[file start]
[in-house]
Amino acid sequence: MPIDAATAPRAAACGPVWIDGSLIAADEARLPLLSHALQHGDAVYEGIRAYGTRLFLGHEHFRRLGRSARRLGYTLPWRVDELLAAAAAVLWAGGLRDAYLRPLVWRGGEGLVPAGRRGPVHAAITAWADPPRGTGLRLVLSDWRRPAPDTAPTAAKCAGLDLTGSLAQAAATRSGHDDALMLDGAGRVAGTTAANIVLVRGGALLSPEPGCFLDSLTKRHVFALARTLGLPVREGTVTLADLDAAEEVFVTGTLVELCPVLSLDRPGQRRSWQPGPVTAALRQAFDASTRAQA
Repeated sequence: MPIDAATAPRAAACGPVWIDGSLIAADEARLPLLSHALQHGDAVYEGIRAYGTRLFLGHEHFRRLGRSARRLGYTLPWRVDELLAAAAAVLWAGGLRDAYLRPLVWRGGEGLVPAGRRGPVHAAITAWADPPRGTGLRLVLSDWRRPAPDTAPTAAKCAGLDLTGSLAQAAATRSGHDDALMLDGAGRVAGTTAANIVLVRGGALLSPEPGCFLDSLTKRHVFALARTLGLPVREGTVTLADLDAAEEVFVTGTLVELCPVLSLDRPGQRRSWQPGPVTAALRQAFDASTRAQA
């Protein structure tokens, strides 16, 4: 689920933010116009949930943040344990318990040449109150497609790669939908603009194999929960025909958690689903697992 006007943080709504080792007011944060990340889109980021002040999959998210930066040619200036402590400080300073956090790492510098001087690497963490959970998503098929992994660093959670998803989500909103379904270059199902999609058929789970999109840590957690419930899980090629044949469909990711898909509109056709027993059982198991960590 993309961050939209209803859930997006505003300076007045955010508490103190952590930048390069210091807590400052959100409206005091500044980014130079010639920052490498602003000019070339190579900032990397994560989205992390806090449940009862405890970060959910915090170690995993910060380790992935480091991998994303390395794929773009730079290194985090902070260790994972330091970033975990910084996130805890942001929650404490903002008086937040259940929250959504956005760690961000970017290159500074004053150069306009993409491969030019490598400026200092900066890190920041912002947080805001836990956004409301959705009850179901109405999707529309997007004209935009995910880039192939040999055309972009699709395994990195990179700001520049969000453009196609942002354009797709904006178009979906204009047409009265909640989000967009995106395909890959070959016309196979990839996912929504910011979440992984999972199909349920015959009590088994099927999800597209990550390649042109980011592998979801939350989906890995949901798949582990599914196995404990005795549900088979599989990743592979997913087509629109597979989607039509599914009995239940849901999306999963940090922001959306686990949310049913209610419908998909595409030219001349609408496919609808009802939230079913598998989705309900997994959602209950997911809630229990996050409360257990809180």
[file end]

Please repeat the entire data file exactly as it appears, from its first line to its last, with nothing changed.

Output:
[in-house]
Amino acid sequence: MPIDAATAPRAAACGPVWIDGSLIAADEARLPLLSHALQHGDAVYEGIRAYGTRLFLGHEHFRRLGRSARRLGYTLPWRVDELLAAAAAVLWAGGLRDAYLRPLVWRGGEGLVPAGRRGPVHAAITAWADPPRGTGLRLVLSDWRRPAPDTAPTAAKCAGLDLTGSLAQAAATRSGHDDALMLDGAGRVAGTTAANIVLVRGGALLSPEPGCFLDSLTKRHVFALARTLGLPVREGTVTLADLDAAEEVFVTGTLVELCPVLSLDRPGQRRSWQPGPVTAALRQAFDASTRAQA
Repeated sequence: MPIDAATAPRAAACGPVWIDGSLIAADEARLPLLSHALQHGDAVYEGIRAYGTRLFLGHEHFRRLGRSARRLGYTLPWRVDELLAAAAAVLWAGGLRDAYLRPLVWRGGEGLVPAGRRGPVHAAITAWADPPRGTGLRLVLSDWRRPAPDTAPTAAKCAGLDLTGSLAQAAATRSGHDDALMLDGAGRVAGTTAANIVLVRGGALLSPEPGCFLDSLTKRHVFALARTLGLPVREGTVTLADLDAAEEVFVTGTLVELCPVLSLDRPGQRRSWQPGPVTAALRQAFDASTRAQA
């Protein structure tokens, strides 16, 4: 689920933010116009949930943040344990318990040449109150497609790669939908603009194999929960025909958690689903697992 006007943080709504080792007011944060990340889109980021002040999959998210930066040619200036402590400080300073956090790492510098001087690497963490959970998503098929992994660093959670998803989500909103379904270059199902999609058929789970999109840590957690419930899980090629044949469909990711898909509109056709027993059982198991960590 993309961050939209209803859930997006505003300076007045955010508490103190952590930048390069210091807590400052959100409206005091500044980014130079010639920052490498602003000019070339190579900032990397994560989205992390806090449940009862405890970060959910915090170690995993910060380790992935480091991998994303390395794929773009730079290194985090902070260790994972330091970033975990910084996130805890942001929650404490903002008086937040259940929250959504956005760690961000970017290159500074004053150069306009993409491969030019490598400026200092900066890190920041912002947080805001836990956004409301959705009850179901109405999707529309997007004209935009995910880039192939040999055309972009699709395994990195990179700001520049969000453009196609942002354009797709904006178009979906204009047409009265909640989000967009995106395909890959070959016309196979990839996912929504910011979440992984999972199909349920015959009590088994099927999800597209990550390649042109980011592998979801939350989906890995949901798949582990599914196995404990005795549900088979599989990743592979997913087509629109597979989607039509599914009995239940849901999306999963940090922001959306686990949310049913209610419908998909595409030219001349609408496919609808009802939230079913598998989705309900997994959602209950997911809630229990996050409360257990809180």